Bullpen: Few clubs can match the Yanks' imposing relief troika of closer Aroldis Chapman, Dellin Betances and Chad Green ... [I]t's easy to predict another strikeout bonanza in the Bronx. The Yankees set an MLB record for bullpens with 11.4 strikeouts per nine innings last year, which broke the mark of 10.92 set by the Yanks the previous season. ... [Chapman] missed nearly a month with a left knee issue. ... Green wasn't quite as unhittable as he was in '17 ... Tommy Kahnle struggled with ineffectiveness (6.56 ERA) and injury, but he still might provide a power relief arm.

Middle Infield: Depending on where he plays, the Yanks have one infield spot set for years because [Gleyber] Torres arrived in a big way in 2018. The 22-year-old already looks like he's been in the majors a long time and notched an .820 OPS ... He's a natural shortstop who played second base and could handle any position. ... [B]ecause of Didi Gregorius' October Tommy John surgery ... the Yanks took a flyer on former superstar Troy Tulowitzki, who has a glossy resume but did not play at all in 2018 and appeared in only 66 games the year before.

Corners: Miguel Andujar ... beat Joe DiMaggio's club rookie record for doubles by two, hitting 47 two-baggers ... but his defense at the hot corner needs to improve ... [T]he Yanks were so unsure of his glove that he did not play in Game 4 of the AL Division Series against Boston. At first, the Yanks are still waiting on Greg Bird and wondering what they have in second-half star Luke Voit. Bird has looked spectacular at times ... But he's been abysmal, too – he batted .199 in 272 at-bats in 2018.

Outfield: [Giancarlo] Stanton led the Yanks in homers (38), RBIs (100) and runs (102) ... yet there's a narrative of disappointment. He's a metaphor of sorts for the 2018 Yankees – very good overall but not good enough. Stanton, 29, struck out 211 times, showing a penchant for chasing pitches. ... [Aaron Judge] missed 50 games in 2018 with a chip fracture in his right wrist but sparkled while in the lineup (.919 OPS, 27 homers) and should be just as lethal, now that his wrist is fully healed. Switch-hitter Aaron Hicks ... could be a monster in 2019, if he stays healthy.

Catching: The Yankees need a bounce-back from the squatting enigma that is Gary Sanchez. The thunder in his bat makes him a potential game-wrecker every night, but he was a liability behind the plate in 2018, leading MLB with 18 passed balls despite catching only 76 games.

Management: A year of experience should smooth the strategy bumps Aaron Boone experienced in his rookie season. Boone, trumpeted for his ability to communicate, already knows the roster ... Now it's time to win it all with them.

Final Analysis: There's too much talent here for anything less than a deep playoff run and perhaps more than that. Winning the AL East might be key, because advancing past a one-and-done Wild Card game – although the Yanks have won the previous two – remains risky.

Opposing Scouts Size Up The Yankees: "This team is set up even better than Boston for the long term ... Yes, [Paxton has] always been somewhat fragile, but this team is so good, they won't need to run him out there for 200 innings. ... The offense lived and died by the homer, but when you set the all-time record for homers – and you've got Aaron Judge – you're living pretty good. ... [I]f only they could get Gary Sanchez to concentrate more behind the plate."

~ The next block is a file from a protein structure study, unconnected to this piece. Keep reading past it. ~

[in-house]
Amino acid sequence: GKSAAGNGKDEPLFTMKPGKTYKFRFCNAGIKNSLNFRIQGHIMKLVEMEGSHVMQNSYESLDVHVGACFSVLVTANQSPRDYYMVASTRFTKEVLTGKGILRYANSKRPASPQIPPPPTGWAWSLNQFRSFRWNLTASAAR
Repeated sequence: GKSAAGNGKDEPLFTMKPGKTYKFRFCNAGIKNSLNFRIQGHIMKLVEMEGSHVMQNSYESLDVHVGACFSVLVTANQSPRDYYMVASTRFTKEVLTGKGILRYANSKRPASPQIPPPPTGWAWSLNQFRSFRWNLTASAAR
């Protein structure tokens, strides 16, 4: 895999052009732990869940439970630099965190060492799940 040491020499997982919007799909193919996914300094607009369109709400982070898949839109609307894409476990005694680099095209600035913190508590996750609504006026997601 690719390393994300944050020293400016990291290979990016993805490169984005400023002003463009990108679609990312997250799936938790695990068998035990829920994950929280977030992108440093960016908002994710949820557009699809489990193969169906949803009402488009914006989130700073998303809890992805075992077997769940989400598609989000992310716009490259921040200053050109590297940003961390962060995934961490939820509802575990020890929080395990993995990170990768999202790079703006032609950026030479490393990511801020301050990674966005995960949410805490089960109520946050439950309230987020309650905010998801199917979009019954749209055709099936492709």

Beyond The Box Score: "No team hit the ball harder than the Yankees in 2018. Yankee batters had 124 hits with an exit velocity of 110 miles per hour or more. ... They also had the 12 hardest-hit balls in the game – 10 by Giancarlo Stanton ..."

February 24, 2019

Tracking A Claim: Will The 2019 Yankees Have "The Best Bullpen Ever"?

In his AL East preview, after citing the Red Sox's shaky bullpen, Will Leitch of MLB.com wonders if the 2019 Yankees will have "the best bullpen ever".

Leitch states that the Yankees possess seven relievers "who would instantly become the best reliever on almost any other team" - though he names only six pitchers (Aroldis Chapman, Dellin Betances, Zack Britton, Adam Ottavino, Chad Green, Tommy Kahnle).

Leitch states that the Yankees are "shortening the game to an absurd level". Of course, a team "can't entirely eliminate bullpen volatility", but the Yankees "sure have come close". The entire situation is "downright unfair" to all of their opponents. And ... here comes the kicker: "If you're behind by more than two runs in the fifth inning, you may already be toast."

You may need to sit quietly for a minute before we continue. I understand.


In the meantime, a short statistical sidebar: Kahnle's ERA last year was 6.56. On which MLB team would a guy with a 6.56 ERA (which would have been 8.49 if all his runs allowed had been earned), 1.63 WHIP, and 5.8 BB/9 "instantly" be the best reliever in that team's pen? Can anyone find a frigging minor league team anywhere where that would be true? ... I'm left thinking Leitch looked only at Kahnle's W-L record, which was 2-0.)


We okay? It's true that a trailing team might be toast at that point. You cannot argue that going on to lose that game is one of two possibilities. However, Leitch is not making that literal point. No, he's offering the unadulterated nonsense you expect to hear only from an ignorant (or drunk (or both)) MFY fan.

I will state with a high degree of certainty that the Yankees' record in 2019 with a lead of more than two runs in the fifth inning (or whenever the bullpen takes over) will not be some shocking historical outlier when compared to the other top teams in MLB.